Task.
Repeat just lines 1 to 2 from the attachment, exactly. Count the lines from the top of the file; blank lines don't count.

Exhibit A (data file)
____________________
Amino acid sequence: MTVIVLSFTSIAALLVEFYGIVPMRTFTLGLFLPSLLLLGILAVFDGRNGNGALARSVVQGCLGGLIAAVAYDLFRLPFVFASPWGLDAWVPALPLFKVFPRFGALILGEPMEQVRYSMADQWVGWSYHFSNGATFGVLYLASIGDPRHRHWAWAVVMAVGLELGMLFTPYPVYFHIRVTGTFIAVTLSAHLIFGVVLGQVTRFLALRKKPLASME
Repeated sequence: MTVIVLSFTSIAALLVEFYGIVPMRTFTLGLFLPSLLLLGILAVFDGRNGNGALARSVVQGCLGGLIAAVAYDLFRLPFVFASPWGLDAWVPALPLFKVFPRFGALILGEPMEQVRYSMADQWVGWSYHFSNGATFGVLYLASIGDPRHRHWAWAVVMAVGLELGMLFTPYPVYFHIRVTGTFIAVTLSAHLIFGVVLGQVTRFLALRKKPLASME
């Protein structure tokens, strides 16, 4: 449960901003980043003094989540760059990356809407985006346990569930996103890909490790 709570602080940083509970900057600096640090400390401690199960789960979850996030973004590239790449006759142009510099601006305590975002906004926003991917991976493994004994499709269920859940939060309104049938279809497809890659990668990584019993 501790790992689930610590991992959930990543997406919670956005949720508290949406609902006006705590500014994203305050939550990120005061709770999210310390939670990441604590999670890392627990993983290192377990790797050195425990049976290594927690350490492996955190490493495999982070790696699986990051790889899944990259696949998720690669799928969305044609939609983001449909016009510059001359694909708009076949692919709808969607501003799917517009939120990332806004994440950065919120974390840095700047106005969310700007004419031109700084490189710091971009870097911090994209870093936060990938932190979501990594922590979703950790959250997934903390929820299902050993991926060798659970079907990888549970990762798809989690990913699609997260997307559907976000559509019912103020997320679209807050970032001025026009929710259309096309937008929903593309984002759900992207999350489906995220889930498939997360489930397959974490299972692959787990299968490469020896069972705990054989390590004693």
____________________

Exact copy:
Amino acid sequence: MTVIVLSFTSIAALLVEFYGIVPMRTFTLGLFLPSLLLLGILAVFDGRNGNGALARSVVQGCLGGLIAAVAYDLFRLPFVFASPWGLDAWVPALPLFKVFPRFGALILGEPMEQVRYSMADQWVGWSYHFSNGATFGVLYLASIGDPRHRHWAWAVVMAVGLELGMLFTPYPVYFHIRVTGTFIAVTLSAHLIFGVVLGQVTRFLALRKKPLASME
Repeated sequence: MTVIVLSFTSIAALLVEFYGIVPMRTFTLGLFLPSLLLLGILAVFDGRNGNGALARSVVQGCLGGLIAAVAYDLFRLPFVFASPWGLDAWVPALPLFKVFPRFGALILGEPMEQVRYSMADQWVGWSYHFSNGATFGVLYLASIGDPRHRHWAWAVVMAVGLELGMLFTPYPVYFHIRVTGTFIAVTLSAHLIFGVVLGQVTRFLALRKKPLASME